Wagon Master (John Ford, 1950). I must say, I find the appearance of this film on best-of lists to be surprising. I could see some John Ford fan appreciating this mellow entry from the old man (OK, that’s cheating, he was younger when he made this than I am now), but that’s about it. A lot of the praise for the film comes from the way Ford gives the screen over to actors who were usually second-tier … the absence of John Wayne meant Ben Johnson, Ward Bond, and (to a less enjoyable extent) Harry Carey Jr. had nice moments in the sun. But Joanne Dru is wasted; Red River came only two years earlier, but Dru’s feistiness is buried here (Ford doesn’t give us “Hawksian” women). The movie is slow, largely gentle, doesn’t demonize the Indians for a change, and is over in 86 minutes. A genial time-passer, but nothing more. #625 on the They Shoot Pictures, Don’t They list of the top 1000 films of all time, which is a bit of a head-scratcher. 6/10.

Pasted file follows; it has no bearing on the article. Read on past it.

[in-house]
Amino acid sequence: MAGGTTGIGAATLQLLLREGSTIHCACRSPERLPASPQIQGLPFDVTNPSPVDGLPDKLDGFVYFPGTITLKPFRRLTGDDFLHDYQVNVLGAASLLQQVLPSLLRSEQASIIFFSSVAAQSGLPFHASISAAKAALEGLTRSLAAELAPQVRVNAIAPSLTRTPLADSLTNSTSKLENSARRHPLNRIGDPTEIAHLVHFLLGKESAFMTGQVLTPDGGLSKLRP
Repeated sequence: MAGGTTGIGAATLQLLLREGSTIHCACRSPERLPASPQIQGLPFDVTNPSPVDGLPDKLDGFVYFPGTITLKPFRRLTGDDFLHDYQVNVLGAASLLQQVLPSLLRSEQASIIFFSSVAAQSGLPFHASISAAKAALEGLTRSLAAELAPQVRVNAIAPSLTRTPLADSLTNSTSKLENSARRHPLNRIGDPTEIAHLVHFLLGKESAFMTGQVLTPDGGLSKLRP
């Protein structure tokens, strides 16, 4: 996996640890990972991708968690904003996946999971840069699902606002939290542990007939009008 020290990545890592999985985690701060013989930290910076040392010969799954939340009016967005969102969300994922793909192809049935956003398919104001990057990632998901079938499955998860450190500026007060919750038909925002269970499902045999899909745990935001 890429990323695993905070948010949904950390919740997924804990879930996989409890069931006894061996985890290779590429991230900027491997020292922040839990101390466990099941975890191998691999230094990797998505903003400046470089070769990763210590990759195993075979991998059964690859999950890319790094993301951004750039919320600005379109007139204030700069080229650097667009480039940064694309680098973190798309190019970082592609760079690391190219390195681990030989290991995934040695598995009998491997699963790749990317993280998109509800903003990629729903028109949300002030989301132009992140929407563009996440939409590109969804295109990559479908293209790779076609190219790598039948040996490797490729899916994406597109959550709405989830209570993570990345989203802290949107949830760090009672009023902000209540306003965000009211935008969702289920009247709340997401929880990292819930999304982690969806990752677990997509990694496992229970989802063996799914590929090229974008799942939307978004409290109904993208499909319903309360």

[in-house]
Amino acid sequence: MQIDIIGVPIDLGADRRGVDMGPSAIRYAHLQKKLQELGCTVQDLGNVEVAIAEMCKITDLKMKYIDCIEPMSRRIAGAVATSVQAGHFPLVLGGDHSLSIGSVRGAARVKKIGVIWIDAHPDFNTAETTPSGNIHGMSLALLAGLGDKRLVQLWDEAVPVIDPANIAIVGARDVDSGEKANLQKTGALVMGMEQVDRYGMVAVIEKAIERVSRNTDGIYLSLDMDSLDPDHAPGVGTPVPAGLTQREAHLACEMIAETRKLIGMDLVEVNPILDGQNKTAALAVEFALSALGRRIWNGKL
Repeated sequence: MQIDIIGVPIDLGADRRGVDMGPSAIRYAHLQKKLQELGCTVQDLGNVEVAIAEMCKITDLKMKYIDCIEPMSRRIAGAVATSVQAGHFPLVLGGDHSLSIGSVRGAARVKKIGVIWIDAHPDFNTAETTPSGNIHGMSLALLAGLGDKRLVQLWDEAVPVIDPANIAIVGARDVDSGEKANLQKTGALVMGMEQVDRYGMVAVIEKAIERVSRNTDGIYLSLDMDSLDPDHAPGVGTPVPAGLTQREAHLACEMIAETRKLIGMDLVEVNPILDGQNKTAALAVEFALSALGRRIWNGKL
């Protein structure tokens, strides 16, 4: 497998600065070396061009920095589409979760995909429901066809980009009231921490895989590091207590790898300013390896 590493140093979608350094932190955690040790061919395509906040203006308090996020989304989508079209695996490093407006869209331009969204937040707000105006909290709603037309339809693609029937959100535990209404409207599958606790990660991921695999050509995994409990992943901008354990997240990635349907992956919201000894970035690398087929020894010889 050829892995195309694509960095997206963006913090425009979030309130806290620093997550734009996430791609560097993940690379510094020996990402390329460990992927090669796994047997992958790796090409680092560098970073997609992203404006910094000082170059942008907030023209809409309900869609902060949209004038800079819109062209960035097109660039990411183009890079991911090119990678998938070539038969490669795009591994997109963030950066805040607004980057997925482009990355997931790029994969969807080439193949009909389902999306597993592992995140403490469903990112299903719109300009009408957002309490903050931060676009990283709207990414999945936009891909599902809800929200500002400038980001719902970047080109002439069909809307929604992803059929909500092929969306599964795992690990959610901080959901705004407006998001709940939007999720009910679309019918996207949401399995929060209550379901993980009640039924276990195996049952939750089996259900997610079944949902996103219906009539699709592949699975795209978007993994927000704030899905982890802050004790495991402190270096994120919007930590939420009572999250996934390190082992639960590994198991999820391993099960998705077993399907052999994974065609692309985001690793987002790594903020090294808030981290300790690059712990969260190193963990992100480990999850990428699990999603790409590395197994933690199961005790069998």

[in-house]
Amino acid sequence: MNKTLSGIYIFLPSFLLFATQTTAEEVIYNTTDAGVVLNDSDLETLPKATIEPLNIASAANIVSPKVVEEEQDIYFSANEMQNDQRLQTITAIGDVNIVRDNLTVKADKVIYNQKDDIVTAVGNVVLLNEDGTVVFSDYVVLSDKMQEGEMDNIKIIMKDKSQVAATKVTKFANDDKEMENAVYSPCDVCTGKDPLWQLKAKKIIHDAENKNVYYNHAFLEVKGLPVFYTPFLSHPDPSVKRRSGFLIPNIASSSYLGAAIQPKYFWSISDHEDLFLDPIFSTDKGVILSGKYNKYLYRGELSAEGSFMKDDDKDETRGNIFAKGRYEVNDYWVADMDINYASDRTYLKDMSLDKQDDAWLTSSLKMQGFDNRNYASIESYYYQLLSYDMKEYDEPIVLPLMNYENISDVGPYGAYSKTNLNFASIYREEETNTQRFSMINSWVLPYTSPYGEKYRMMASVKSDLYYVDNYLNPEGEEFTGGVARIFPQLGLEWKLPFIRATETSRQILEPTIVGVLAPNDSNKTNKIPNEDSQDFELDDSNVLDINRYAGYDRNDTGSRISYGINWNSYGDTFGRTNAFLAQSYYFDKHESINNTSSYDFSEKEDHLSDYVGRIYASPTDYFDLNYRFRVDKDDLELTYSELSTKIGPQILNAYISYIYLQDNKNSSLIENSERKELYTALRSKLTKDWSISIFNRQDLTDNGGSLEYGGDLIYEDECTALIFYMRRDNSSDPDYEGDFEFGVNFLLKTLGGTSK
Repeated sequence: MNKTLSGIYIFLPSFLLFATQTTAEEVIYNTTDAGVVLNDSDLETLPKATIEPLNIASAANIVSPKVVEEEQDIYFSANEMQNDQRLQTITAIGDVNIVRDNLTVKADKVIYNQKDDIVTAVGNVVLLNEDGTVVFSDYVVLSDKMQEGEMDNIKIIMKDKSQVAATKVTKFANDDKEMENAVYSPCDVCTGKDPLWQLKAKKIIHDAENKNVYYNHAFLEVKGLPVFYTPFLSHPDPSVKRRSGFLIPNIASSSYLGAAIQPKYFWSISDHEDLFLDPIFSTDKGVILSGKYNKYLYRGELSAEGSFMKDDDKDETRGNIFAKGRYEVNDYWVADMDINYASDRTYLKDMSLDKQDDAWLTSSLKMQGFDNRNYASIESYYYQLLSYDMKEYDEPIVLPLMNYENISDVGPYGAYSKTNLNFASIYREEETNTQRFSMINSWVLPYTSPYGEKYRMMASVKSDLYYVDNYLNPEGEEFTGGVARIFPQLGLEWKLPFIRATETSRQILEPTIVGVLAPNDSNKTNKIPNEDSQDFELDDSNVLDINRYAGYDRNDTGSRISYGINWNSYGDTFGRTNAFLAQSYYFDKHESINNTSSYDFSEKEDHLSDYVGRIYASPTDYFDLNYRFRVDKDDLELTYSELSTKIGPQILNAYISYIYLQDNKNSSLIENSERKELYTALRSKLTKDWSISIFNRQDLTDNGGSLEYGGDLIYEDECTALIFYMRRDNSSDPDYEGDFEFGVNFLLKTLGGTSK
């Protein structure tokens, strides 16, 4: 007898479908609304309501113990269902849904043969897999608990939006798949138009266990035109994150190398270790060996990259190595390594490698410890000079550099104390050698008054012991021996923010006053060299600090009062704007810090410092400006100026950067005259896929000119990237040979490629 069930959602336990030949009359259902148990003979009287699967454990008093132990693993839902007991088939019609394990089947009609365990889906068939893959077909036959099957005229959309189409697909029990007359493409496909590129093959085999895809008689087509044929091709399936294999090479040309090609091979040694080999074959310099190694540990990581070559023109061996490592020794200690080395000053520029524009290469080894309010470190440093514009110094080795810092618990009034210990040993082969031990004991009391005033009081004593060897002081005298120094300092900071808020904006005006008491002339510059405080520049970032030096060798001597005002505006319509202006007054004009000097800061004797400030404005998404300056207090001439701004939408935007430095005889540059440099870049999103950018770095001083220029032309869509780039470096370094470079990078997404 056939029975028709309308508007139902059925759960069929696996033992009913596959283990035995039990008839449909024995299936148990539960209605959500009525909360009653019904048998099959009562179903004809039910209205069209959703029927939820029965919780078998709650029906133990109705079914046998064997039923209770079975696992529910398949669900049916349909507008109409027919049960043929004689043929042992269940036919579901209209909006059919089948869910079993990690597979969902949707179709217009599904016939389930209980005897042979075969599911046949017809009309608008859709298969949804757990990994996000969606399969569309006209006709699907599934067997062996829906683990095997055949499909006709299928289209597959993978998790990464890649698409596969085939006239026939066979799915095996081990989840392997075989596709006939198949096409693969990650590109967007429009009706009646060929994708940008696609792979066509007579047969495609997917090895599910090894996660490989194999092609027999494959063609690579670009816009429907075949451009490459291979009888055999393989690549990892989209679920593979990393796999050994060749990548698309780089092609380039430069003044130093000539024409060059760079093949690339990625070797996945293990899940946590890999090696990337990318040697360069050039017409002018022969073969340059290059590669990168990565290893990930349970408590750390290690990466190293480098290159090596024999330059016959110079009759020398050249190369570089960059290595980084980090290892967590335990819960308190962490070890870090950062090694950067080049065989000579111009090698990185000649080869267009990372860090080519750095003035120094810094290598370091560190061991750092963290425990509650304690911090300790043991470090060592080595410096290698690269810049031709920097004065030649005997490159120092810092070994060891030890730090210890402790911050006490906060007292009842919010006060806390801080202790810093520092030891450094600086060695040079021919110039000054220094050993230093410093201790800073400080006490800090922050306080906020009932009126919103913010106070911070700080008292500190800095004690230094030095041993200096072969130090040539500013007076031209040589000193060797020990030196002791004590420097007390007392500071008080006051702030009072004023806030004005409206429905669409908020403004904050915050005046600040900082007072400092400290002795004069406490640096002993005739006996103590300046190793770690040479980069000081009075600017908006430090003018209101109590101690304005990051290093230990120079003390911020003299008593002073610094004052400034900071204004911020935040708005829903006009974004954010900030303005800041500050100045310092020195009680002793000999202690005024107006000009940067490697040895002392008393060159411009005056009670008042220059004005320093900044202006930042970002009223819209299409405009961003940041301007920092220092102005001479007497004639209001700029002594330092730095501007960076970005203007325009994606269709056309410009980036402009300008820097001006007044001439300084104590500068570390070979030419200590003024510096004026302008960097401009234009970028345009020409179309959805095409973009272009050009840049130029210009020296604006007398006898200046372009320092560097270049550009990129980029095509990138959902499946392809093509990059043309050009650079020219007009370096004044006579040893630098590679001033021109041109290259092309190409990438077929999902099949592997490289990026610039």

Rango (Gore Verbinski, 2011). An animated western from Industrial Light & Magic and the guy who directed all of those crappy Pirates of the Caribbean movies. It’s a busy movie, nice to look at, and geared towards an adult audience. Roger Ebert, who gave it his highest rating, compared it favorably to another western he loves, Blazing Saddles, and that might my problem right there, because I don’t much like Blazing Saddles. As is often the case in contemporary movies, homage is paid to various films of the past, from Fear and Loathing in Las Vegas to Apocalypse Now, from Sergio Leone westerns to Chinatown (Ned Beatty does John Huston about as well as Daniel Day-Lewis did in There Will Be Blood). All of this allows for an entertaining parlor game, “Hey, I saw that movie!” 6/10.
The Passion of Joan of Arc (Carl Dreyer, 1928). #15 on my Facebook Fave Fifty list. #20 on the TSPDT list. 10/10.
The Earrings of Madame de … (Max Ophüls, 1953). #14 on my Facebook list, #85 on the TSPDT list. 10/10.